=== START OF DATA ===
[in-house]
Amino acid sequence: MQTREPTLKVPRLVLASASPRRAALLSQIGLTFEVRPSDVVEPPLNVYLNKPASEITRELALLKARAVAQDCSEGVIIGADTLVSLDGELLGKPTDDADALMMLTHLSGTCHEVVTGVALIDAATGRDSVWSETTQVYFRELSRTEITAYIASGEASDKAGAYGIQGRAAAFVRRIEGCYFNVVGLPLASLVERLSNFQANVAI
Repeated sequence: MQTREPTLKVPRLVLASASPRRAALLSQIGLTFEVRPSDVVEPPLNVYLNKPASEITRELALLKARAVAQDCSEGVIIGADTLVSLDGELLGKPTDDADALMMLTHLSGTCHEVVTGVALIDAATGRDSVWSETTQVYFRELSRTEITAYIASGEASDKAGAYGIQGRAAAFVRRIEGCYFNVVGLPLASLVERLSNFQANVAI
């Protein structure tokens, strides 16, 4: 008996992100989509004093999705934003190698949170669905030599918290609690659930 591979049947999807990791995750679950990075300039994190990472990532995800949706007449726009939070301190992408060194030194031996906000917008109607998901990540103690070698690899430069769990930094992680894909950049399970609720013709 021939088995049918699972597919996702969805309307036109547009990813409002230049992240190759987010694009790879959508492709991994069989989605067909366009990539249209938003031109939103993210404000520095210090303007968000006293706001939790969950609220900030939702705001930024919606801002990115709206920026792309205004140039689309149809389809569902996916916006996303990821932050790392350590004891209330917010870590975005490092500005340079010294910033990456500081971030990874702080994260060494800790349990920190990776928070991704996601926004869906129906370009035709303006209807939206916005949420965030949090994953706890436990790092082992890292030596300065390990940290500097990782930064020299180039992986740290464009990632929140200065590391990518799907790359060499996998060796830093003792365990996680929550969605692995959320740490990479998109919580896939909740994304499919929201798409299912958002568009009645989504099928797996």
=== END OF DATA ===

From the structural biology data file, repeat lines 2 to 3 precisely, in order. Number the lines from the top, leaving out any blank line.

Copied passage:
Amino acid sequence: MQTREPTLKVPRLVLASASPRRAALLSQIGLTFEVRPSDVVEPPLNVYLNKPASEITRELALLKARAVAQDCSEGVIIGADTLVSLDGELLGKPTDDADALMMLTHLSGTCHEVVTGVALIDAATGRDSVWSETTQVYFRELSRTEITAYIASGEASDKAGAYGIQGRAAAFVRRIEGCYFNVVGLPLASLVERLSNFQANVAI
Repeated sequence: MQTREPTLKVPRLVLASASPRRAALLSQIGLTFEVRPSDVVEPPLNVYLNKPASEITRELALLKARAVAQDCSEGVIIGADTLVSLDGELLGKPTDDADALMMLTHLSGTCHEVVTGVALIDAATGRDSVWSETTQVYFRELSRTEITAYIASGEASDKAGAYGIQGRAAAFVRRIEGCYFNVVGLPLASLVERLSNFQANVAI